The ruling class is pulling out all the stops to come up with an explanation for why their plan is the only option — from Orthodox priests declaring that poverty will make Russians morally pure to Putin’s framing of the decision as the inevitable result of the demographic crises of the Second World War and the 1990s. Centrist economists glumly echo their claims, ever ready to bravely make the “tough calls” at other people’s expense.
Power to the Millions, Not the Millionaires
What socialists can hope for in these circumstances is not only Putin gets less popular, but that he loses his aura of being “above politics” — responsible only for foreign policy triumphs and not any of the decisions of the government that affect people’s lives. And, of course, we fight for the people to develop a sense of their power in resistance.
This pension “reform” creates an opening for democratic demands that go directly against the 1 Percent and their state. It exposes how far the regime is from representing people politically, and how bankrupt its economic horizon is.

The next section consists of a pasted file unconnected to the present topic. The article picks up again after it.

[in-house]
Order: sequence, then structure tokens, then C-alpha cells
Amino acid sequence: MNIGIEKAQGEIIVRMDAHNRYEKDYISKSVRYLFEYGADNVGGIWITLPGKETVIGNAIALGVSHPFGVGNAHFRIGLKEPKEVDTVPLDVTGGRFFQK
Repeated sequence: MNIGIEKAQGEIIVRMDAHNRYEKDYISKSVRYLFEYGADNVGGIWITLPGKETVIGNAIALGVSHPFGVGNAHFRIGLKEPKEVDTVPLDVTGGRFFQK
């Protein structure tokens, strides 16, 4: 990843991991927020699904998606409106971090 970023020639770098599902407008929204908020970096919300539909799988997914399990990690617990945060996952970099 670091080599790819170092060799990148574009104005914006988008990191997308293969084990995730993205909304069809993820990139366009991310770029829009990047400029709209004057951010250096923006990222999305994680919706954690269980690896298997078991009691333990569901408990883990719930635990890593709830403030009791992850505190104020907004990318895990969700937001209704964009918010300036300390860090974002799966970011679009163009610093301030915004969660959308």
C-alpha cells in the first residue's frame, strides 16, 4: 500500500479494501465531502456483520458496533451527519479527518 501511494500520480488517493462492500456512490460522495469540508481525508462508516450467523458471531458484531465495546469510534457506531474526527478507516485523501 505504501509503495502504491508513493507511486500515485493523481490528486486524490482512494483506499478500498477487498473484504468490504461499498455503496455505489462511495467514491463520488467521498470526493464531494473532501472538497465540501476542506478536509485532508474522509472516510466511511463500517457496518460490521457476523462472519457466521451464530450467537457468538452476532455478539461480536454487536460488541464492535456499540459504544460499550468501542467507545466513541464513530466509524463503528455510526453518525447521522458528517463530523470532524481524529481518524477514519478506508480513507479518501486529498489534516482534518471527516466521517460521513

But for protest to be successful, it absolutely must reflect mass discontent, which requires coordination between a broad range of opposition forces (from liberals to Stalinists), as in 2011 and 2012, when Russians protested fraudulent parliamentary and presidential elections.
There are already successes on this front: Russians’ willingness to protest has increased from 37 percent in July (after the reform was announced, but as protests were just beginning) to 53 percent in August.
But there are still a lot of strategic questions to debate.